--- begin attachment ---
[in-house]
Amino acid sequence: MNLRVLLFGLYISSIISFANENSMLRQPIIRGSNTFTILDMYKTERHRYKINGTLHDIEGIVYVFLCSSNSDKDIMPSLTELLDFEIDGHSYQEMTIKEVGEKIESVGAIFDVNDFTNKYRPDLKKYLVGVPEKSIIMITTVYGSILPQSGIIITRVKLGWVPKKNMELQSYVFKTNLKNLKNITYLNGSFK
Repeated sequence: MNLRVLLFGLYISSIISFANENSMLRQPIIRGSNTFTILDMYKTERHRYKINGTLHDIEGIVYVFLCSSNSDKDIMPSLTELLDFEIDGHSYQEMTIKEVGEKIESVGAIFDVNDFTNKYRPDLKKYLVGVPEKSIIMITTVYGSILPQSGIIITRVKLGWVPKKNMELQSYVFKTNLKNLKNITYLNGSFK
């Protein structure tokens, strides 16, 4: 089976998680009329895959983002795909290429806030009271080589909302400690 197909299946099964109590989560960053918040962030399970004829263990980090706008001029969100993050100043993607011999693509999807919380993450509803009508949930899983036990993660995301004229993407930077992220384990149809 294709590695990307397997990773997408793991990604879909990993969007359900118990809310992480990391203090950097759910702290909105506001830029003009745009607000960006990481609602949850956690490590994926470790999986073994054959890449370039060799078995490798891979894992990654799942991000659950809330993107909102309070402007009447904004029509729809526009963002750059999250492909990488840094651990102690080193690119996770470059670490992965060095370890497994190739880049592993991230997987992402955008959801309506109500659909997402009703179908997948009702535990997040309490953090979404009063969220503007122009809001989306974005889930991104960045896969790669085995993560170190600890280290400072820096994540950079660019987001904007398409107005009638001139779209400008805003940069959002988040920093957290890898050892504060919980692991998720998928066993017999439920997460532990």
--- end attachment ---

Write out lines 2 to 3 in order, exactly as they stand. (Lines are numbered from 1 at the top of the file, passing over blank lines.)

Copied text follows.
Amino acid sequence: MNLRVLLFGLYISSIISFANENSMLRQPIIRGSNTFTILDMYKTERHRYKINGTLHDIEGIVYVFLCSSNSDKDIMPSLTELLDFEIDGHSYQEMTIKEVGEKIESVGAIFDVNDFTNKYRPDLKKYLVGVPEKSIIMITTVYGSILPQSGIIITRVKLGWVPKKNMELQSYVFKTNLKNLKNITYLNGSFK
Repeated sequence: MNLRVLLFGLYISSIISFANENSMLRQPIIRGSNTFTILDMYKTERHRYKINGTLHDIEGIVYVFLCSSNSDKDIMPSLTELLDFEIDGHSYQEMTIKEVGEKIESVGAIFDVNDFTNKYRPDLKKYLVGVPEKSIIMITTVYGSILPQSGIIITRVKLGWVPKKNMELQSYVFKTNLKNLKNITYLNGSFK